Student Association presidential and executive vice presidential candidates gave their positions on U.S.-Israel relations, on-campus kosher food options and birth control at a forum Wednesday night.
The hour-long event, sponsored by the Jewish Student Association and Student Alliance for Israel, addressed issues pertaining to GW’s Jewish community. About 40 students attended to hear their candidates’ positions.
“The people here are the people who care,” said Lauren Marks, president of SAFI. “These are important issues that the Jewish population should care about.”
Seven presidential and four EVP candidates answered 14 questions prepared by a number of on-campus student groups.
“(U.S.-Israel relations) is a very important issue for both sides,” said EVP candidate Anyah Dembling. “Peace on earth is important because students care about it. The EVP can help others care about it.”
A female student asked EVP candidate Ed Buckley about his opinion on women’s reproductive health options on campus.
“We live in a nation of very different beliefs, but people have the right to all the best healthcare and reproductive options available; no one has the right to take that away. It is the law,” he said.
The Joint Election Committee will be hosting a similar forum Monday at 7:30 p.m. in Jack Morton Auditorium.
Other questions included accommodating Jewish students during the Jewish Sabbath, advocacy for student groups to the administration and increasing communication between the SA and student organizations.
“I really believe that there are certain values that we all share,” EVP candidate Asher Corson said.
Following about 40 minutes of pre-arranged questions, the audience spent about 20 minutes asking additional questions.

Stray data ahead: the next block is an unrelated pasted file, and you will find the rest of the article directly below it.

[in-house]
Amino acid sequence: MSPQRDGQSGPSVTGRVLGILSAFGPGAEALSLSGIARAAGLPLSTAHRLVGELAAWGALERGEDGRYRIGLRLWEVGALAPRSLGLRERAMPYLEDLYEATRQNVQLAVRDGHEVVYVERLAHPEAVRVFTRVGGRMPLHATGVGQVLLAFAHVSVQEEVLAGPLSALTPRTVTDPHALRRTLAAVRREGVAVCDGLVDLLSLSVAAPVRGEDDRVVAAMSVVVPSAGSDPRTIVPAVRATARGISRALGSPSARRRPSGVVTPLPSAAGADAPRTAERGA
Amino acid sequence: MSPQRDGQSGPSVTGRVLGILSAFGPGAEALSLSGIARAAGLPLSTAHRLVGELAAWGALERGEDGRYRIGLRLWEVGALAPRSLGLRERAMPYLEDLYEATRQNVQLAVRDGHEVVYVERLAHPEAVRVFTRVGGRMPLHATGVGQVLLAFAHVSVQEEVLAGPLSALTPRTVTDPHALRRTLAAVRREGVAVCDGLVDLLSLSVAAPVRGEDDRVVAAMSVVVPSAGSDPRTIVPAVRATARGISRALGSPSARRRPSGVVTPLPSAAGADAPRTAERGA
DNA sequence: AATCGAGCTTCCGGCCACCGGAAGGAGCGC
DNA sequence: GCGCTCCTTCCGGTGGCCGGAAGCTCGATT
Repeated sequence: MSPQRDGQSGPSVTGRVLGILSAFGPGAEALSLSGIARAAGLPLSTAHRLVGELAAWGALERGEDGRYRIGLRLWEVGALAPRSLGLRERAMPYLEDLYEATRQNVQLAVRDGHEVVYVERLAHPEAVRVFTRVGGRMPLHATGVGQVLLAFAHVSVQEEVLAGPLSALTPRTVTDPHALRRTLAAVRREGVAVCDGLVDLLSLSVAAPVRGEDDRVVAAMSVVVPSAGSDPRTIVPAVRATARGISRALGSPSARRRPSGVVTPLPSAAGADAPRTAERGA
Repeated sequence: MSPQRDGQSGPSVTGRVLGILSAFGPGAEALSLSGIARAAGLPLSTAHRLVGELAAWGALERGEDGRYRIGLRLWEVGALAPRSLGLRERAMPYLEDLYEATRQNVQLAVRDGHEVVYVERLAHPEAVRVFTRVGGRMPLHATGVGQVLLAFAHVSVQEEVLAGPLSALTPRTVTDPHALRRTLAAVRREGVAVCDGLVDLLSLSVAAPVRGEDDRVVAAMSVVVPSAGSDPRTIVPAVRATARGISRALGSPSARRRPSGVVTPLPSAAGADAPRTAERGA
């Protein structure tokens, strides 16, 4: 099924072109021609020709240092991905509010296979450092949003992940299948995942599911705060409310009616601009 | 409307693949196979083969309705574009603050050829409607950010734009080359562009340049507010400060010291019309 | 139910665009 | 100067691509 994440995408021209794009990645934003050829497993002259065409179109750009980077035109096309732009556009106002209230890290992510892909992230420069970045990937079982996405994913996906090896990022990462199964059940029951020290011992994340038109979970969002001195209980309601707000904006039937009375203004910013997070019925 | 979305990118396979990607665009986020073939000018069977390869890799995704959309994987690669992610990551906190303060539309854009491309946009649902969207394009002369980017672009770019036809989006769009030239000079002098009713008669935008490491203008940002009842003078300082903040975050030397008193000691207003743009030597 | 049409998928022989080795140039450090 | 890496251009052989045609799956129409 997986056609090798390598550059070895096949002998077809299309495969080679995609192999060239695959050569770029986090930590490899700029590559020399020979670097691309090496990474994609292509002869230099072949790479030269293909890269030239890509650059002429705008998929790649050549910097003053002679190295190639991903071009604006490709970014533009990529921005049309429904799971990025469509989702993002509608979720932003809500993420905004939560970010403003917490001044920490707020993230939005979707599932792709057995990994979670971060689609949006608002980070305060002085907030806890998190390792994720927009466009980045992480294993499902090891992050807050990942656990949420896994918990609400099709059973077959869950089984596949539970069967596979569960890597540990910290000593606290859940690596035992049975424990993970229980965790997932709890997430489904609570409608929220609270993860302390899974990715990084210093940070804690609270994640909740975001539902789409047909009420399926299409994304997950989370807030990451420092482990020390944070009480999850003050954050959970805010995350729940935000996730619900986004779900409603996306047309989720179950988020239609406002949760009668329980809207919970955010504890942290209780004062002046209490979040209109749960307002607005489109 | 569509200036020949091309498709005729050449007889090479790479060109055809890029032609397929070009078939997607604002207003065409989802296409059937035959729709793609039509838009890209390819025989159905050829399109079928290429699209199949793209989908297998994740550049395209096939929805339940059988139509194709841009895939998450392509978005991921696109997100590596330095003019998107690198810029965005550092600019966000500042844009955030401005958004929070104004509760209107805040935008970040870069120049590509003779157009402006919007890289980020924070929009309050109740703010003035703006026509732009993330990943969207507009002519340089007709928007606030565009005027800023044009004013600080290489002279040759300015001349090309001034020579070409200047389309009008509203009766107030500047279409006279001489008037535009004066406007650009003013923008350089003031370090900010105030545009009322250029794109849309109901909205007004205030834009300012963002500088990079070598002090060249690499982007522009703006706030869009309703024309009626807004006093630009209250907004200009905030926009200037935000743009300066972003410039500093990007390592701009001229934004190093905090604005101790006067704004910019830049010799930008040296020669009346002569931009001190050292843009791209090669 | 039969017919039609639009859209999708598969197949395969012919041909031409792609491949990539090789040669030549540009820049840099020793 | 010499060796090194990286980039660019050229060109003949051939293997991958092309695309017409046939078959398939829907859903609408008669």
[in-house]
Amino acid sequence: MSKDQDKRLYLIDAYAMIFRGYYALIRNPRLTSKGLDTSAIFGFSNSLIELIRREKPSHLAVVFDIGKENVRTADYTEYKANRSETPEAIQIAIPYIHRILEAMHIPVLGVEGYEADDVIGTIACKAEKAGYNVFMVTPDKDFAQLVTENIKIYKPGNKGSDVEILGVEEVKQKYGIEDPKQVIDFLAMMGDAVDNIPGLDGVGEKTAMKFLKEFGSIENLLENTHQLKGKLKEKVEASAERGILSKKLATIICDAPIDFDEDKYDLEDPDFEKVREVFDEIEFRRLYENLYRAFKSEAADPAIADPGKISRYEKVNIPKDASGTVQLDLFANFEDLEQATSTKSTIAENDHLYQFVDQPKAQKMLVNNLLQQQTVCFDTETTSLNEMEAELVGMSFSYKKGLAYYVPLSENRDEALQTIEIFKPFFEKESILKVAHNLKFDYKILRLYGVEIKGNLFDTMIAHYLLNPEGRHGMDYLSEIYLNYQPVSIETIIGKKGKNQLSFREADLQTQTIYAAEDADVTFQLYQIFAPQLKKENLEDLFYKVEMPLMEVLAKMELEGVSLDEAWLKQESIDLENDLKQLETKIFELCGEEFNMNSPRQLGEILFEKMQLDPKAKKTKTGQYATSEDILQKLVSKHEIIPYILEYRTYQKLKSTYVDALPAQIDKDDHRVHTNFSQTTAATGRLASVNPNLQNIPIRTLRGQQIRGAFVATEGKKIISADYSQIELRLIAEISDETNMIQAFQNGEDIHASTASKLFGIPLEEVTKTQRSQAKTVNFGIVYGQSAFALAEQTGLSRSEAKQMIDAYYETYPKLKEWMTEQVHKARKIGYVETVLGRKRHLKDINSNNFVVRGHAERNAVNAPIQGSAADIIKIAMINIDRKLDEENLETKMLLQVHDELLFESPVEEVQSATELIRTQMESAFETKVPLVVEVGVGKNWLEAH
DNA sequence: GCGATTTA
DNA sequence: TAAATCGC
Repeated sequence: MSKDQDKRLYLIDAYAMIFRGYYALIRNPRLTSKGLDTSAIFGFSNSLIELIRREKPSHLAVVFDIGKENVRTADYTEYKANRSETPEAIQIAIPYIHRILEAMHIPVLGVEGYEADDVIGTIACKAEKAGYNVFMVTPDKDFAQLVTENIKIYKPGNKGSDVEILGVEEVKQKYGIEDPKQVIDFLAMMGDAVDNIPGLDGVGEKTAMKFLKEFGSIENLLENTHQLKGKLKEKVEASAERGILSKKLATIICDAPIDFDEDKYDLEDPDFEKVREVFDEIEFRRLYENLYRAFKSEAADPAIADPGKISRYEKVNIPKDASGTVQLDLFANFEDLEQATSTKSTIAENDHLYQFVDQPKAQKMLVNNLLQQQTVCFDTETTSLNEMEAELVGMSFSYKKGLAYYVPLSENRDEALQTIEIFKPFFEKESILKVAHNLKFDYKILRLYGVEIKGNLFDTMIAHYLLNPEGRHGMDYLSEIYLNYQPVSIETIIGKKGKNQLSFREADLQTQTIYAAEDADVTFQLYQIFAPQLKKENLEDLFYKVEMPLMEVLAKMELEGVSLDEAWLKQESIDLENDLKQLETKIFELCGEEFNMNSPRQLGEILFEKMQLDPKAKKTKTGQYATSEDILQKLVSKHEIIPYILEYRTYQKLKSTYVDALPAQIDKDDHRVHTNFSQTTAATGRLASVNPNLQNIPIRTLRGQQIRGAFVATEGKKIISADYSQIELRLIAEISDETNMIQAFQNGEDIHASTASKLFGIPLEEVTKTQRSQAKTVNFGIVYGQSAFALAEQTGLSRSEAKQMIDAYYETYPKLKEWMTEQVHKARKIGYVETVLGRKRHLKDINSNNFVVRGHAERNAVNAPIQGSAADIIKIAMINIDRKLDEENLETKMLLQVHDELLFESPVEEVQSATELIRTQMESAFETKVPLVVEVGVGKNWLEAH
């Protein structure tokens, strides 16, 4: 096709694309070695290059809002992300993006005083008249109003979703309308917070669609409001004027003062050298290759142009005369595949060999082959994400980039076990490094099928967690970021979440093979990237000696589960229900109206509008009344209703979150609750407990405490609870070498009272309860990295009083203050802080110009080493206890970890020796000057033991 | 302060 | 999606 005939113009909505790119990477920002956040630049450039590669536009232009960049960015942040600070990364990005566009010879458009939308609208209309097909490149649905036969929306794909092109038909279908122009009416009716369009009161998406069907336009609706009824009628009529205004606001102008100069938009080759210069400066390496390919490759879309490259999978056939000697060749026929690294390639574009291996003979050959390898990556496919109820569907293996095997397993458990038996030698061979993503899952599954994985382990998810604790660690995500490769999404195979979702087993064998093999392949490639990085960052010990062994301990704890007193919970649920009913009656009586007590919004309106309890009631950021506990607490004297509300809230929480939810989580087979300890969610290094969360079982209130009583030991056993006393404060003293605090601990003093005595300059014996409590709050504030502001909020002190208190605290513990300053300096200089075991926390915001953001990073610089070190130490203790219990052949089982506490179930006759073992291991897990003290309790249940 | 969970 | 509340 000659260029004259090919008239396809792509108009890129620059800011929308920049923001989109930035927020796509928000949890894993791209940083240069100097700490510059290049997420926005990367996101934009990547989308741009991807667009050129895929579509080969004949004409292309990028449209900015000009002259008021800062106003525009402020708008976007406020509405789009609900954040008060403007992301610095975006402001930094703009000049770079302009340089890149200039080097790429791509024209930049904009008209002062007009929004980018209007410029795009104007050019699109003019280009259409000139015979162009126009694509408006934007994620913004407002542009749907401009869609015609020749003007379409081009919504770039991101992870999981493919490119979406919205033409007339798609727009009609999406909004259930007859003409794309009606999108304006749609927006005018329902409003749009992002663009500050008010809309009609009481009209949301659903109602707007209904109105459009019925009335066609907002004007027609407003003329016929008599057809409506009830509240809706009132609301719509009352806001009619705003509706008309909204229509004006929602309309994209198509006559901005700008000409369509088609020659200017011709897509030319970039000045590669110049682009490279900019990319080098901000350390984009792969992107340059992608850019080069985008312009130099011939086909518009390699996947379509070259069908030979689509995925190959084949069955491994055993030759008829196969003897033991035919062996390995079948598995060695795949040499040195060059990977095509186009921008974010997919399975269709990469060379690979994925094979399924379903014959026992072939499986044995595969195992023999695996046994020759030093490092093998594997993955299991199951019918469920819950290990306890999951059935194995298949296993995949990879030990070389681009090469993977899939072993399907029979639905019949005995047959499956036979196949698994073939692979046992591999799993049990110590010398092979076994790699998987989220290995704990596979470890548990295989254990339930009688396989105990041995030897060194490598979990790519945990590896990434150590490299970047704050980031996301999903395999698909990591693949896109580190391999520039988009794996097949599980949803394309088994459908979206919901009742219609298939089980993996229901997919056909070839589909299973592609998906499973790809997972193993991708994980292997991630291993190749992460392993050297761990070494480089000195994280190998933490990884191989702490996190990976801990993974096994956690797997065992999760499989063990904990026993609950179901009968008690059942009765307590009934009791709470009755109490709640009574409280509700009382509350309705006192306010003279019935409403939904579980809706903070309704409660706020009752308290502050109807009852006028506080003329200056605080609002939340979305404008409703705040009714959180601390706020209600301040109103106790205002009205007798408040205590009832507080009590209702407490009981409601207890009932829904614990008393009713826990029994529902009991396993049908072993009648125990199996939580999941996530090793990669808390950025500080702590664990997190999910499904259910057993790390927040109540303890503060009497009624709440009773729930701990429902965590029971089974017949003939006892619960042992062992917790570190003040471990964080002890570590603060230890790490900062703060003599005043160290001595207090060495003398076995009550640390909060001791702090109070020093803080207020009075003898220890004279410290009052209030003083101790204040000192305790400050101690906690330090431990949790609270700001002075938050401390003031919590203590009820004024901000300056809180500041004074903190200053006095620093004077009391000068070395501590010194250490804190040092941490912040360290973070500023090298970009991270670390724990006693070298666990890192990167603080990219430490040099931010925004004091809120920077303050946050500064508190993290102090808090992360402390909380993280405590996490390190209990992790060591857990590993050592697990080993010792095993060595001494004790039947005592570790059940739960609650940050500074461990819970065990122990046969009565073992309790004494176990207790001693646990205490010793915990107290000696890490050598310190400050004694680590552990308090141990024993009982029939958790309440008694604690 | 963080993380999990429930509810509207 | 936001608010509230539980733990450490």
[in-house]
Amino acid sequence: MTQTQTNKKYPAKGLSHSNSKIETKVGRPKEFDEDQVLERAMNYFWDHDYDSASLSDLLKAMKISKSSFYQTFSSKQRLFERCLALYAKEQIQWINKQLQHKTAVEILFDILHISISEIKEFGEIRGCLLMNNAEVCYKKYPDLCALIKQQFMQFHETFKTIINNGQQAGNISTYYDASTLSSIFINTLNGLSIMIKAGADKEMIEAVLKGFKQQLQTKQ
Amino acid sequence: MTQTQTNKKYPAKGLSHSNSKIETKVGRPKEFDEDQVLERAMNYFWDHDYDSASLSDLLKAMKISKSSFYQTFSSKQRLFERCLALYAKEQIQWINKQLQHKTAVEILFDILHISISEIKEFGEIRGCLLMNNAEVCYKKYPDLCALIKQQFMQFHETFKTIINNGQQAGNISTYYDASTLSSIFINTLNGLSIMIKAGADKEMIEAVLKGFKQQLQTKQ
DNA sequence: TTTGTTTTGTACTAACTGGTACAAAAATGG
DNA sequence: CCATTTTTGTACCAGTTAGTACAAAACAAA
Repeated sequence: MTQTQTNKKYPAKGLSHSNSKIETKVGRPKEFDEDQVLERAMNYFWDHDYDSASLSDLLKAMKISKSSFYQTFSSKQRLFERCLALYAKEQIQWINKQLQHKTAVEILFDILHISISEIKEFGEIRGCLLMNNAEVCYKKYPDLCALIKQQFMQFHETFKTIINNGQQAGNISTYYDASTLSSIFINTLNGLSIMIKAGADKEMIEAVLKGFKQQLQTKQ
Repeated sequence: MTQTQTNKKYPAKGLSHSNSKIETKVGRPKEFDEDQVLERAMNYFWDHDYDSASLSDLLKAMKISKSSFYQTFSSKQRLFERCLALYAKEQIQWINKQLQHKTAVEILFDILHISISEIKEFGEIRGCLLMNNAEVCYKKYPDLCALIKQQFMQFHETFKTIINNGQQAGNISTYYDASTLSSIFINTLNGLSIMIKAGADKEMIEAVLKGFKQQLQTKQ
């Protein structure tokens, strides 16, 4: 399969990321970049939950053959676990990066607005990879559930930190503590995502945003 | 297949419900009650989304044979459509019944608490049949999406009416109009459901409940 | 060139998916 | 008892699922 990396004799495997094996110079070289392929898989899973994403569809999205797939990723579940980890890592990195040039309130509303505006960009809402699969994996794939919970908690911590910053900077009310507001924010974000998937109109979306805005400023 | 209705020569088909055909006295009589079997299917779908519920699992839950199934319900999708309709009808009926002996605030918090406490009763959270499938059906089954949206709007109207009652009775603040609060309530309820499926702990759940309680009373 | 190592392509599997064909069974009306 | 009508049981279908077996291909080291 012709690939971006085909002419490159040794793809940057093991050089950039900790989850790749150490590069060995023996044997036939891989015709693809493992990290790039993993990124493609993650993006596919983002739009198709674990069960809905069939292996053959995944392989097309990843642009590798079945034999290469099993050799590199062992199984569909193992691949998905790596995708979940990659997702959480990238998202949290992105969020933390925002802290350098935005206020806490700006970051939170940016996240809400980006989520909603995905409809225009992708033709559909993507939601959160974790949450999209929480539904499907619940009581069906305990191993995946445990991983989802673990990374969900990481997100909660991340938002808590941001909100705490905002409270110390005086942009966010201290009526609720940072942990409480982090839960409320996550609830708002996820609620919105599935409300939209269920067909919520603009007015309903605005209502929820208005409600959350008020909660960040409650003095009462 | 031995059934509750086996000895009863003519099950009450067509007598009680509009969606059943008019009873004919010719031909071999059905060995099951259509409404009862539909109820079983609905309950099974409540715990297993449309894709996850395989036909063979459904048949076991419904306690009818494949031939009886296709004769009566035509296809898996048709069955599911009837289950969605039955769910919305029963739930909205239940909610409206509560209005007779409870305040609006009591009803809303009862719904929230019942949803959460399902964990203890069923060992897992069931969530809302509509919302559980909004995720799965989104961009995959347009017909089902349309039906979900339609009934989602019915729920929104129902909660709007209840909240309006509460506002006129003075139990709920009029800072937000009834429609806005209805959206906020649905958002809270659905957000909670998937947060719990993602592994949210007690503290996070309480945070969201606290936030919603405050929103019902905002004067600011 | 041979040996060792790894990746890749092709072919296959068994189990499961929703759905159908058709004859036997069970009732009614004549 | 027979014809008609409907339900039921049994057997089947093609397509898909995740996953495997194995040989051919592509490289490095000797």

One student asked how the candidates could improve GW’s recycling program.
“Right now any recycling in the dorms all goes down the trash chute,” said presidential candidate Dan LeClair.
A female audience member asked the mostly male panel what the students would do to encourage more female leadership in the SA. Dembling is the only female running for SA executive office out of 13 candidates.
“It is very rare that you see interest generally in the SA elections, whether male or female,” presidential candidate Omar Woodard said.
Candidates also offered comments about their positions on Greek-letter group reform.
“We need to give responsibility back to the Greeks and get a self-governing policy in place for the IFC and PanHel,” said Lee Roupas, another presidential candidate.
“We need to get the Greeks to speak for themselves in the SA,” said Ruarri Miller, also running for SA president.
Clifton Coffey, formerly a presidential candidate, is no longer running. Coffey serves as president of Delta Tau Delta, which recently lost its national charter.
SA presidential candidates Alex Rochestie and Justin Luther did not attend Wednesday’s event.